Save Money On Gas: Avoid These 12 Gas Saving Myths

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With gas prices once again on the rise, more and more people will be looking for ways to save money on gas. In their pursuit to achieve this goal, they very well may end up hurting their pocket book. Many people assume that they are saving money on gas when they really aren’t. Here are some common gas saving myths that people still do to their detriment:

Trading in a Gas Guzzler for a Fuel Efficient Car

OK, this will save you gas, but it won’t necessarily save you any money. In fact, there is a good chance that while you are saving money on gas, you’ll lose money overall making this move. The issue is that when gas prices get high, everyone is looking to trade-in their gas guzzler for more fuel efficient transportation. The result is that those vehicles that guzzle gas get undervalued when traded in and fuel efficient cars go for a premium since there is so much demand (and there are some contrarians who actually buy SUVs during high gas prices to take advantage of this). Even though you are going to be saving money on gas, will you be saving the thousands of dollars loss it costs you to make the trade when you are only paying an extra $10 per tank? If you are driving a huge amount of miles each week, it might. For the average person, however, it probably won’t.

The best course of action is to actually run the numbers. Figure out how much of a loss you will take for trading in your gas guzzler and calculate how long it will take for the increased fuel efficiency to make it a good financial move. Now, if your gas guzzler is old and you have been thinking about getting a new car, most definitely opt for a more fuel efficient car.

Fill Up at the Cheapest Gas Station

With all the Internet sites and phone aps that track what gas is selling for, it’s now much easier to know which gas station in your area is selling gas for the least amount of money. The temptation is to drive to whatever gas station is selling gas for the least amount to get the best savings, but this can be false savings. Much like the person that drives around to different grocery stores to save a few cents, if you end up driving out of your way to save on gas, you are likely using any savings that you get from the less expensive gas for the cost of driving there.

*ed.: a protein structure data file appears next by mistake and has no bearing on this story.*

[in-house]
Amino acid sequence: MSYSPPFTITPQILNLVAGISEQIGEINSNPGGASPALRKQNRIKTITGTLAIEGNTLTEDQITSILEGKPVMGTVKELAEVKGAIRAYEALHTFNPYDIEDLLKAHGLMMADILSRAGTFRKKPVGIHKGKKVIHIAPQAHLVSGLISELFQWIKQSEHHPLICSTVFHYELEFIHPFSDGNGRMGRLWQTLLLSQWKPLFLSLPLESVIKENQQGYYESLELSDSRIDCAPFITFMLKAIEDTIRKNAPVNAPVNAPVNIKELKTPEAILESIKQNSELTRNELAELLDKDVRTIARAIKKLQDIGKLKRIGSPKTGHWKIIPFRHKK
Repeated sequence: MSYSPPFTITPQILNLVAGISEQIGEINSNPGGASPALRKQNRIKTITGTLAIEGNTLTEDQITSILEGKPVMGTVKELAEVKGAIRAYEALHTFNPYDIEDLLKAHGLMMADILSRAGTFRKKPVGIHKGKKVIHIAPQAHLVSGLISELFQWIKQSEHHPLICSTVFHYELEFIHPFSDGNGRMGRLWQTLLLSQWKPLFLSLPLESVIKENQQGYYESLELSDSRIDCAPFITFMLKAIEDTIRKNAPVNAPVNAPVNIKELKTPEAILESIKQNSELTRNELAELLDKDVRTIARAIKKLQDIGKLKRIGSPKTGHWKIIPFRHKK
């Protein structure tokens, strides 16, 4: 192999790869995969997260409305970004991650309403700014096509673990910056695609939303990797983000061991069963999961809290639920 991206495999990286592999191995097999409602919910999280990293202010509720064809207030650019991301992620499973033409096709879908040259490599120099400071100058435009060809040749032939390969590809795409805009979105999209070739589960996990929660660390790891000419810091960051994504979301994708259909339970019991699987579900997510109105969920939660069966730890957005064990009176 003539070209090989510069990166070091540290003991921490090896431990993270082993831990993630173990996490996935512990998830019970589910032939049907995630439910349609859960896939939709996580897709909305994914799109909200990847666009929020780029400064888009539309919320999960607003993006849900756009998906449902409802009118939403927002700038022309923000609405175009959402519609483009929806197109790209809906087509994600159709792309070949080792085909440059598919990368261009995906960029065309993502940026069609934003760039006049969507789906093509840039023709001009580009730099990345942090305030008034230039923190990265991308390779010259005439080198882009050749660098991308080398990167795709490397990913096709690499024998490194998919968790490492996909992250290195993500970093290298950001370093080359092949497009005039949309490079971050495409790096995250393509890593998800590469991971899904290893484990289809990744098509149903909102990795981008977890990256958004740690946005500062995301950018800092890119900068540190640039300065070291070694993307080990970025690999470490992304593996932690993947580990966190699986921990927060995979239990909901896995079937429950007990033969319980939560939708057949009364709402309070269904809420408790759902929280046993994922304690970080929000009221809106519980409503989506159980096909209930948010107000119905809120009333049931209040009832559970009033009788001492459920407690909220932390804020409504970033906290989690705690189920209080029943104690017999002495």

If you drive 5 miles out of your way to save $0.10 a gallon and you place 10 gallons into the tank, you end up saving $1.00 over what you would have paid at a closer, more expensive gas station. A dollar is a dollar, but you also put an extra 10 miles (the the gas station and back) on your car. How much it actually costs to operate your car will vary from make and model, but the IRS allows anywhere from $0.14 per mile (for charity) to $0.55 per mile (business) for 2012. Even if you take the lowest rate, the cost of costs and depreciation to get you to the gas station was $0.40 more than you saved.

The lesson is that less expensive gas is not necessarily saving you money if you have to go out of your way to get it. The best course of action is to choose the least expensive gas on your regular route where you don’t have to deviate from where you were going to be going anyway.

Paying Cash for Gas Saves Money

Many gas stations offer a discount when purchasing gas when you pay cash instead of by credit card (usually around $0.10 a gallon). Then there are some gas stations where the gas prices tend to be lower like ARCO, but they don’t accept credit cards. Many people look at the lower gas prices for cash and think they are saving money by using cash, but the truth is that they are paying more than if they use a credit card that pays 5% back on gas purchases.

If gas is $4.00 a gallon and you put 10 gallons into your vehicle, you save $1.00 when paying cash rather than a credit card. The reason this isn’t any savings is that if you paid with a gas rewards credit card that pays 5% cash back, you save $2.00, or 100% more. Again, you need to do the calculations to see which is actually ends up costing you less, but most times you’ll save more by using a cash back credit card on gas than taking the cash price. With this in mind, you want to look for the least expensive gas station on your regular route that accepts credit cards.

Gas Saving Devices Work

When gas prices start to increase, people begin to look for any way to get better gas mileage. Inevitably, they hear about devices that are supposed to increase gas mileage by increasing the airflow to the engine which is supposed to improve the car’s fuel efficiency. Consumer Reports has tested a number of these devices to see if their claims are true, and not only did they not save gas, but they actually increased gas consumption along with wear on the engine.

If any of these devices really did work, independent organizations would have long ago come out and given them their blessing. None have. Spending $50 or more on these devices will take money out of your pocket while not helpiong your car’s fuel efficiency at all.

Gas Saving Additives Work